Get Up & Grow: Healthy Eating and Physical Activity for Early Childhood - Staff and Carer Book

Outdoor play for one-to five-year-olds

Page last updated: 25 May 2011

Children who spend more time outdoors will generally be more active. Access to a covered outdoor area allows children to be active in all weather conditions, and being outdoors in cooler weather does not cause the common cold. Outdoor areas usually provide children with more space, and opportunities to use larger muscle groups and experience moving in a whole range of different shapes, speeds and directions. Outdoor play also allows children to be messy and noisy.

Outdoor play gives children opportunities to:

  • make big movements
  • try new movements
  • have 'rough and tumble' play
  • improve their balance, strength and coordination skills
  • seek adventure, whatch and explore nature
  • extend their creativity
  • learn from their mistakes
  • manage their fears and build toughness.

Taking 'chances' in outdoor play

Although outdoor play may appear risky, children need opportunities to play freely and explore outdoor play spaces. Allowing children to get to the next level of exploration helps them to test themselves and manage new tasks. As with ‘rough and tumble’ play, playing outside is important for the development of both girls and boys. What some adults may see as consequences of ‘risky’ play could actually be side effects of fun active play experiences, such as:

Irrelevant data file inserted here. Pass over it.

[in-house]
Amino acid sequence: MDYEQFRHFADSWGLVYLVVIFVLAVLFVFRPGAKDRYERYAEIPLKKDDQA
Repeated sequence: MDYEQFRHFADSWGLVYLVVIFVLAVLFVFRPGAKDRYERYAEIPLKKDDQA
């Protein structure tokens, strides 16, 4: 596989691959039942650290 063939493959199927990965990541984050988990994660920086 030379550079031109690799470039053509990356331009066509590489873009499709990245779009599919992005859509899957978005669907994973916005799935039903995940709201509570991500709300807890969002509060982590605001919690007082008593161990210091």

• being messy and loud
  • getting grubby
  • getting small grazes, bumps and bruises
  • dealing with heights, different surfaces and new play areas and items.
Parents should be encouraged to allow their children to participate in risky play, and be educated to understand that the benefits may outweigh the risks.

Active play and children with disabilities

Children of all abilities benefit from physical activity and play. Engaging with parents is particularly important when working with children with disabilities. It is crucial to find out from parents the details of their child’s disability, and how it affects everyday functions and abilities. It is also important to discuss the child’s interests, dislikes and capabilities as well as what the parents’ goals are for their child. Ask whether it is possible to contact the child’s health professional for more information. You can help by being patient and generous in spending time with children with disabilities.

Reminders for outdoor play…

Be SunSmartŠ - Abide by sun protection policies – sunscreen, shelter, hats and suitable clothing.

Supervise - Make sure that you actively supervise children around water, heights, steps, fences, animals or small objects.

Clothing - Encourage parents to dress children in clothing and footwear that is suitable for being active.

Water - Make sure children drink plenty of water when playing outside, particularly in hot weather.

Join in - Join in with children’s play and support them in outdoor play. Make sure that play is still led by children.